The first thing we have to realise is that our country has underperformed in the real economy in relation to expectations and that our government policies, especially education, are not in sync with transforming our economy.
Since our economic reforms began five years ago, our growth expectations have not lived up to their billing, having eked out an annual average of less than 1%, and visible exports, which were forecast to climb to US$2.5 billion, have been badly underperforming.
As an oil-dependent country, high oil prices have always taken a toll. We got a reprieve when OPEC crude began trending down from US$96.29 in 2013 to US$40.68 in 2016. This helped in tidying up our external accounts and some of our fiscal excesses, and in 2015, we actually enjoyed a real surplus on our current account. Oil prices have moved up again, currently hovering in the upper 60s.
Compounding our problem is the fact that foreign direct investments (FDI), according to the Economic Commission for Latin America and the Caribbean, declined two years in succession. Last year, they fell 17.8% to US$649 million, from US$790 million. The declines in FDIs continuing into this year, combined with higher oil prices, understandably, created jitters in our foreign-exchange market even though we are awash with foreign dollars in commercial banks and the central bank.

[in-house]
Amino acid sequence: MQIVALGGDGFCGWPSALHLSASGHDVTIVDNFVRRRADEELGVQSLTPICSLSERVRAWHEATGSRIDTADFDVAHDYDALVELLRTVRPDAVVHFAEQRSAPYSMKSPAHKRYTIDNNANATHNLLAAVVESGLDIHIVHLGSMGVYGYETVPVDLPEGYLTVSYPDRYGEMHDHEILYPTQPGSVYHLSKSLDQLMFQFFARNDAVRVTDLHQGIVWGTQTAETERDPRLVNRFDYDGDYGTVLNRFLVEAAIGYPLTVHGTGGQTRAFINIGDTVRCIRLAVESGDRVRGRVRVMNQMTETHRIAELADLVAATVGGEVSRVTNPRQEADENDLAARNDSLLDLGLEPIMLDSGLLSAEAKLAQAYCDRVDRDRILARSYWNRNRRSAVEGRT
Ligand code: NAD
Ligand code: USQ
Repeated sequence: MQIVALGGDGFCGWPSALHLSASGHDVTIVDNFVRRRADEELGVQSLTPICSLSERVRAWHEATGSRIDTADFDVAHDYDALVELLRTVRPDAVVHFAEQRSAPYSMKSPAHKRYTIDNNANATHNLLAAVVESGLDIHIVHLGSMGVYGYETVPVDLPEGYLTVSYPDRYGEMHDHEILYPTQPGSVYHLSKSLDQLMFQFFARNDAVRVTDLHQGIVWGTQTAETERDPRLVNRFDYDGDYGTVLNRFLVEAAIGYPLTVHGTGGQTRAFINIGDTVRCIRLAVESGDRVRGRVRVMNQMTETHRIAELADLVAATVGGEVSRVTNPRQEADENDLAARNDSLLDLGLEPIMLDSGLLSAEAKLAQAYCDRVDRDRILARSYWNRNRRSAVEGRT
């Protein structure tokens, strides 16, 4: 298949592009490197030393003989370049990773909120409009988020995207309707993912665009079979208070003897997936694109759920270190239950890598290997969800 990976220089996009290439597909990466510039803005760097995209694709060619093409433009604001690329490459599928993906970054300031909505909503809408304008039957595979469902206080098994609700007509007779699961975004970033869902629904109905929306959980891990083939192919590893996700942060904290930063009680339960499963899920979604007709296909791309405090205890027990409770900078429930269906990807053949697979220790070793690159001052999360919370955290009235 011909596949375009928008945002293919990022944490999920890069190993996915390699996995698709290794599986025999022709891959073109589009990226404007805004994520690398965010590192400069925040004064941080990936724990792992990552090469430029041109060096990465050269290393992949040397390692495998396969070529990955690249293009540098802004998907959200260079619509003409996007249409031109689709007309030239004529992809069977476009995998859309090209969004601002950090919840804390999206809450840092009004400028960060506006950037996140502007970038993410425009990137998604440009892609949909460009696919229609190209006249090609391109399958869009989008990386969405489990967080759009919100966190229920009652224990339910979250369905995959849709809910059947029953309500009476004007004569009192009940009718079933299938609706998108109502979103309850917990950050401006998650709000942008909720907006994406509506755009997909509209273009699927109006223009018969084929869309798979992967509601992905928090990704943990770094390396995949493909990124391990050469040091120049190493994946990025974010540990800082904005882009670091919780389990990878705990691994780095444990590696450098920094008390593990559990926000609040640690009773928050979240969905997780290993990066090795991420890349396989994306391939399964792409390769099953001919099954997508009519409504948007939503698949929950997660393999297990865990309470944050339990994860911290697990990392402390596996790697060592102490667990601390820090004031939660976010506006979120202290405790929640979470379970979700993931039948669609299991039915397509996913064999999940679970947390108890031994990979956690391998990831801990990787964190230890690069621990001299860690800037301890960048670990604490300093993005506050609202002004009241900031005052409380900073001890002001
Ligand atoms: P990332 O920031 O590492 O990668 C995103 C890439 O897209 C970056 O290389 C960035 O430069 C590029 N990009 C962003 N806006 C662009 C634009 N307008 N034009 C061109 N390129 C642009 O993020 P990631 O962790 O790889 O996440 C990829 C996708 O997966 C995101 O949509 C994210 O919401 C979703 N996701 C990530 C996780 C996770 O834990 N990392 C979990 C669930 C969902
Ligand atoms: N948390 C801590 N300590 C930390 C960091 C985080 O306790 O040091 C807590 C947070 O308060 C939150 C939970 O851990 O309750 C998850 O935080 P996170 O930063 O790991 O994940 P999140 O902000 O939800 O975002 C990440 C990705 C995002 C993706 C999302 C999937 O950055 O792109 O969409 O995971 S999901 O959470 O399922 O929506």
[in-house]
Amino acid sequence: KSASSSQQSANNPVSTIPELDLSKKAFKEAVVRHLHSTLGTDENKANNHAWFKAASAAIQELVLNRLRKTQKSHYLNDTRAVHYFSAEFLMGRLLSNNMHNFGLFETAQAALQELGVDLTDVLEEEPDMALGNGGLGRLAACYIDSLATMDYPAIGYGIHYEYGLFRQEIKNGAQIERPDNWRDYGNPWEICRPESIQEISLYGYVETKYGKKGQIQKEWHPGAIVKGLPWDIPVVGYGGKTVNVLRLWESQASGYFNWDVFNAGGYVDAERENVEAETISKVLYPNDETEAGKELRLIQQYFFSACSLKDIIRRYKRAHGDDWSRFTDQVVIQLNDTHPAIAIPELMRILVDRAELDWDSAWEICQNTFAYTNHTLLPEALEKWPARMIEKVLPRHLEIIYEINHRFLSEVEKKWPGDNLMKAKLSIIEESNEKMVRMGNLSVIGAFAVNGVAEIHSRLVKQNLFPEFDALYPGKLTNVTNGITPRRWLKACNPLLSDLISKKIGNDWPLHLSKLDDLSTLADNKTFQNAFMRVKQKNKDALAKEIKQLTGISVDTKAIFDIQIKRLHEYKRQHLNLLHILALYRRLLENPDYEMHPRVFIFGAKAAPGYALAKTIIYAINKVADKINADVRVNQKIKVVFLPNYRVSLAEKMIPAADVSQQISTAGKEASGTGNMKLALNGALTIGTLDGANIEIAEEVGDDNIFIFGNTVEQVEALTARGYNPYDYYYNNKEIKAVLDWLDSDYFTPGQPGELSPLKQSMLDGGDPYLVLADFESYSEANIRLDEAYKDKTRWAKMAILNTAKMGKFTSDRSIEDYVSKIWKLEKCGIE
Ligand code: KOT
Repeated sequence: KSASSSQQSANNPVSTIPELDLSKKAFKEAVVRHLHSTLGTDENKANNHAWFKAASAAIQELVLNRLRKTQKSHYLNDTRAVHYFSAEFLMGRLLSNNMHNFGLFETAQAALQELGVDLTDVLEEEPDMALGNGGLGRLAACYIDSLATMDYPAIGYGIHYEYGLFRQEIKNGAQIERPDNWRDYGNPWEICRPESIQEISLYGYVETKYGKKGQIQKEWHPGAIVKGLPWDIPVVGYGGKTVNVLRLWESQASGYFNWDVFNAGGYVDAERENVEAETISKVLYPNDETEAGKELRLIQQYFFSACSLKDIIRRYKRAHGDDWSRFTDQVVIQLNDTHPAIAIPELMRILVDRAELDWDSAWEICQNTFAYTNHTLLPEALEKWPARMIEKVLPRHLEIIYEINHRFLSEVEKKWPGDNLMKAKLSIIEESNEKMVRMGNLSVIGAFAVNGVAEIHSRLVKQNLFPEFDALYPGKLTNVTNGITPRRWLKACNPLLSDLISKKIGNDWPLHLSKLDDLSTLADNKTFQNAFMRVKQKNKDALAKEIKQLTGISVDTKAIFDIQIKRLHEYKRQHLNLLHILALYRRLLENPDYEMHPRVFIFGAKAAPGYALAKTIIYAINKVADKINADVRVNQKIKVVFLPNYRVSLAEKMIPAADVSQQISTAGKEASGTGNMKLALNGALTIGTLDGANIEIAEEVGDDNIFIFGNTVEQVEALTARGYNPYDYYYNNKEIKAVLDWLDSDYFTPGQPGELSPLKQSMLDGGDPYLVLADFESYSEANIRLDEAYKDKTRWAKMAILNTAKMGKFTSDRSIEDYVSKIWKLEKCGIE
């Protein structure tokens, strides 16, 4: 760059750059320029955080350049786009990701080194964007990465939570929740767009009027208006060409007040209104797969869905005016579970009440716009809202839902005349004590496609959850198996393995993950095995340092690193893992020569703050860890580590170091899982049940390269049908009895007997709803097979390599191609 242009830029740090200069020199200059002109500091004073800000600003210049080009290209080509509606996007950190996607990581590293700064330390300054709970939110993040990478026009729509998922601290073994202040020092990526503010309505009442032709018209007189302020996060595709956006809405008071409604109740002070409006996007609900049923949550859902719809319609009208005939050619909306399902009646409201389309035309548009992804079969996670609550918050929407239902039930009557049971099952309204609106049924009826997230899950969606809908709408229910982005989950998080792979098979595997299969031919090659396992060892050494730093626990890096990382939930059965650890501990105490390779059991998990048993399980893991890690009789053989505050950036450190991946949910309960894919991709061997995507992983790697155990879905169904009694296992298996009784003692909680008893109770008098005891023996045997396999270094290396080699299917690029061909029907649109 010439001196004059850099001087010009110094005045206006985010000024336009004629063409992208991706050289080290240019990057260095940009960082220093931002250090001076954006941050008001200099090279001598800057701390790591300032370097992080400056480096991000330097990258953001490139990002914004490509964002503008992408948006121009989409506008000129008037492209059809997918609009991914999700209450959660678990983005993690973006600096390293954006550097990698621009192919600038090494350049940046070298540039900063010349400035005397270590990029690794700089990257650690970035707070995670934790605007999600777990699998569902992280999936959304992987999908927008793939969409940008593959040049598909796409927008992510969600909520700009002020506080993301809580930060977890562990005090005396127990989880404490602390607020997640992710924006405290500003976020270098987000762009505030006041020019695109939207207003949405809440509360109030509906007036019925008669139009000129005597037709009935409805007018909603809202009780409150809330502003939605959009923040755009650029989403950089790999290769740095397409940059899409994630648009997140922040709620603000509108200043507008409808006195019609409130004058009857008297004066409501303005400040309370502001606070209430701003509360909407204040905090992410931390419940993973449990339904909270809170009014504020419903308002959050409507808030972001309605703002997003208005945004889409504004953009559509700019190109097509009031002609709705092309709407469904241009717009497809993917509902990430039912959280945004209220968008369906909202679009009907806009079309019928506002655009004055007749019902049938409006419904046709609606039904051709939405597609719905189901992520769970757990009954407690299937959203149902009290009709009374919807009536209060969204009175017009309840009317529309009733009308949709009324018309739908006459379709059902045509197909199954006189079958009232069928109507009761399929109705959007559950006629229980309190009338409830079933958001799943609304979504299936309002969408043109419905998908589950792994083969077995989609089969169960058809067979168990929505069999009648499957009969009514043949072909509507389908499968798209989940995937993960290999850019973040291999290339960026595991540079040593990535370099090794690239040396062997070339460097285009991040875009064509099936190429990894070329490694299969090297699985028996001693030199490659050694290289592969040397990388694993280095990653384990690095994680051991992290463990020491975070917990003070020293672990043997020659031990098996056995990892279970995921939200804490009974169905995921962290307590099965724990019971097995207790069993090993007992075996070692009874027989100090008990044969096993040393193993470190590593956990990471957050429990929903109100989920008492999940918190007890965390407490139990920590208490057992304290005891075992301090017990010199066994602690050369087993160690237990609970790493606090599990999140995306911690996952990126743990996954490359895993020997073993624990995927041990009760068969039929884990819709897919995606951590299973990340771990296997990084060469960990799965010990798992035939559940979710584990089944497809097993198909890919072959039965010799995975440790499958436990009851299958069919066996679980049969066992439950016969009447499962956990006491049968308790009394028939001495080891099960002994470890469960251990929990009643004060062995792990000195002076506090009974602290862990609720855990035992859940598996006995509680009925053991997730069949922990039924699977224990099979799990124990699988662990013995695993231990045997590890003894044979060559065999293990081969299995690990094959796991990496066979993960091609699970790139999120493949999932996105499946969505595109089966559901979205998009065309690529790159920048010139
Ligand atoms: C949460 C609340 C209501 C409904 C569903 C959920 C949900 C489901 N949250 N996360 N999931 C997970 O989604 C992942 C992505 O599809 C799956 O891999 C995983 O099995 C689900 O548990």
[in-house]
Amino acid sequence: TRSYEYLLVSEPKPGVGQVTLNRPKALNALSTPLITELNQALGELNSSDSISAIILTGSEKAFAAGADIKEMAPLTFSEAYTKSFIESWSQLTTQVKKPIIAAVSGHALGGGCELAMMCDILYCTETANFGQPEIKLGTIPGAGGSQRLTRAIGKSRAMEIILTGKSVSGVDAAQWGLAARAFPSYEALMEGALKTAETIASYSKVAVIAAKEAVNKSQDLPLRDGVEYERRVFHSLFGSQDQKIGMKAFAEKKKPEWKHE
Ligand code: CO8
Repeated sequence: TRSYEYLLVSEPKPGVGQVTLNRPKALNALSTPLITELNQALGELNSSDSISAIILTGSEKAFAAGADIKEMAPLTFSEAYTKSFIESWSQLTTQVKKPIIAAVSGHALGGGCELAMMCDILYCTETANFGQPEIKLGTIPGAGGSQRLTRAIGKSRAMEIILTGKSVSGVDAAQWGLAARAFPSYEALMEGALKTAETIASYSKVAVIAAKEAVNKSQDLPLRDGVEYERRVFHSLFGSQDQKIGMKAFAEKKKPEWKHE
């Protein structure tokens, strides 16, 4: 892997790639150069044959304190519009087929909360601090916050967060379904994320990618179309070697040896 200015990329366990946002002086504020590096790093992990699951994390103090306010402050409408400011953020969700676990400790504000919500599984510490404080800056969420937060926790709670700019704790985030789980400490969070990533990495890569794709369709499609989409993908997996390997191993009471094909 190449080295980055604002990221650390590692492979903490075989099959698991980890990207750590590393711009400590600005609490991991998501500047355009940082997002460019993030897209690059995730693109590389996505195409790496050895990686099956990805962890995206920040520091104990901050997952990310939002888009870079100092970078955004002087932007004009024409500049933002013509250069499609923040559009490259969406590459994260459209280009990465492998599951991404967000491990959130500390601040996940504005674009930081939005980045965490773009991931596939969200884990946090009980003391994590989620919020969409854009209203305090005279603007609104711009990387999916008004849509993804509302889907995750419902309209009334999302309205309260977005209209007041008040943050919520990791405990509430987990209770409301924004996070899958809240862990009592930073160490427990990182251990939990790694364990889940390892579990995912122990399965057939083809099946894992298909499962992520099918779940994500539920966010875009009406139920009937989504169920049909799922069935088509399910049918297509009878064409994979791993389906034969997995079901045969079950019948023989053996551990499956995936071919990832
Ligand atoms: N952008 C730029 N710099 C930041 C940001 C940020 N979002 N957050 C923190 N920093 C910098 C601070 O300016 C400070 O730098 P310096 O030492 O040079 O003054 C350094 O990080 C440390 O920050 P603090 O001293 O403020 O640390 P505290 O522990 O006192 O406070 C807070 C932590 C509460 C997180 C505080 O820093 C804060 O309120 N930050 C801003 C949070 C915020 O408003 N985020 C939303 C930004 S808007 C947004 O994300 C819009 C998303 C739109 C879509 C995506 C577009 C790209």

Should we use those dollars to shore up our exchange rate, as we did in May 2017, when a cumulative US$240-million foreign-exchange intervention took place as part of a large Government of Jamaica bond redemption? (In last week's column, I inadvertently attributed this intervention to May 2018).
The reality of sanctions, tariffs, and trade wars for which we suffer collateral damage, as in the case of Windalco - until Foreign Affairs secured what, hopefully, will be more than a temporary reprieve - and the current standoff with Venezuela, where we are entirely powerless, underscore the fragility of our dollar.
The massive oversubscription of initial public offerings (IPOs), even when a small percentage of ownership equity is offered to the market; the preponderance of passive deposit-granting investors, and, except for one or two, the absence of big vision, larger-than-life, domestic entrepreneurs driven by technology, risk disposition; and an ability to transition the present into the future have restrained growth and development. It is interesting that UWI produces many prime ministers in the region but few captains of domestically developed, transformative industries.
This tells you that a truly competitive environment to drive success is absent. There is a lack of synchronisation among talent, capital, finance, credit, risk assessment, knowledge, vision, and experience. Isn't it any wonder foreigners are buying at discounted prices, or investing in and developing what's for sale here!
It should be pointed out that some of the foreign companies that invested in the country years ago could reach that point of critical mass where their assets are mature enough and they regard themselves as sufficiently exposed to start diversifying their financial capital for investment outside of Jamaica. This might explain some of the debt restructuring that occurred recently and which helped to place a downward pressure on our dollar.
It is not our reserves that will ultimately save our dollar, but Government, the private sector, and our educational institutions using their intelligence to better order priorities and make more sound economic management and governance decisions.